In line with its established policy, the Group made no political donations pursuant to the authority granted at the 2010 AGM. Although the Group does not make, and does not intend to make, donations to political parties, within the normal meaning of that expression, the definition of political donations under the Companies Act 2006 is very broad and includes expenses legitimately incurred as part of the process of talking to members of parliament and opinion formers to ensure that the issues and concerns of the Group are considered and addressed. These activities are not intended to support any political party and the Group’s policy is not to make any donations for political purposes in the normally accepted sense.
A resolution will therefore be proposed at the 2011 AGM seeking shareholder approval for the directors to be given authority to make donations and incur expenditure which might otherwise be caught by the terms of the Companies Act 2006. The authority sought will be limited to a maximum amount of £25,000 per Group company but so as not to exceed £50,000 for the entire Group in aggregate.
During the year, the contribution made by a US subsidiary towards the running expenses of a political action committee (PAC) organised by its employees was US$ nil (2009: US$24,636). PACs are a common feature of the US political system and are governed by the Federal Election Campaign Act. The Rolls-Royce PAC is independent of the Company and independent of any political party. Its funds are contributed voluntarily by employees and the Company cannot affect how they are applied. Such contributions do not require authorisation by shareholders under the Companies Act 2006 and therefore do not count towards the £25,000 and £50,000 limits for political donations and expenditure for which shareholder approval will be sought at the AGM.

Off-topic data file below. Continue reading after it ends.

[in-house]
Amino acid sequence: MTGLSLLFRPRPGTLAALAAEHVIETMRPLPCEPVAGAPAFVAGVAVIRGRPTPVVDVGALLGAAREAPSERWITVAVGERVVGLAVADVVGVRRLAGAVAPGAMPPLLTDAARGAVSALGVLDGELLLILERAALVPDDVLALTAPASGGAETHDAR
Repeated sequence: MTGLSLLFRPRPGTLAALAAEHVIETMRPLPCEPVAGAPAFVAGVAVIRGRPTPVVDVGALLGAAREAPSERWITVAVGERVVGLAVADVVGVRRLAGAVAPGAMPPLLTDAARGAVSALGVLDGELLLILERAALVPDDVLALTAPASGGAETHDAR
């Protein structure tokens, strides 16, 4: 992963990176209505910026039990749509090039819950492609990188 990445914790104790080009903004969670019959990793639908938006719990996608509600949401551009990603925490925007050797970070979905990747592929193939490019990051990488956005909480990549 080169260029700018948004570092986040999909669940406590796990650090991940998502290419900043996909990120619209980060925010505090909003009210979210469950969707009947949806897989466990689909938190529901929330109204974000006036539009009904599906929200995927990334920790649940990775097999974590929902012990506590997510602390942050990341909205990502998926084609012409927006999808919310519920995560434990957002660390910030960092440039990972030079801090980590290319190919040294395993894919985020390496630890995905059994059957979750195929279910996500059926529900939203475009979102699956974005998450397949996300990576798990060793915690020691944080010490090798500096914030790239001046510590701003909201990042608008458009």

There are a number of contracts and joint venture agreements which would allow the counterparties to terminate or alter those arrangements in the event of a change of control of the Company. These arrangements are commercially confidential and their disclosure could be seriously prejudicial to the Company.
The Group has a number of borrowing facilities provided by various lenders. These facilities generally include provisions which may require any outstanding borrowings to be repaid or the alteration or termination of the facility upon the occurrence of a change of control of the Company. At December 31, 2010 these facilities were less than 40 per cent drawn.
The Group has entered into a series of financial instruments to hedge its currency, interest rate and commodity exposures. These contracts provide for termination or alteration in the event that a change of control of the Company materially weakens the creditworthiness of the Group.
In the event of a change of control of the Company, the effect on the employee share plans would be as follows:
Certain suppliers to the Group contribute key components or services, the loss of which could cause disruption to the Group’s deliveries. However, none are so vital that their loss would affect the viability of the business as a whole. When dealing with suppliers, the Group is guided by the Supply Chain Relationships in Aerospace (SCRIA) initiative. It seeks the best possible terms from suppliers and when entering into binding purchasing contracts, gives consideration to quality, delivery, price and the terms of payment. In the event of disputes, efforts are made to resolve them quickly. As the Company is a holding company and does not itself trade, it owed no amounts to trade creditors at December 31, 2010 and therefore the number of creditor days required to be shown in this report to comply with the provisions of the Companies Act 2006 is nil.
The increasingly global nature of the business, balanced across the civil aerospace, defence aerospace, marine and energy businesses, ensures that the Group is not overly dependent on any individual customer.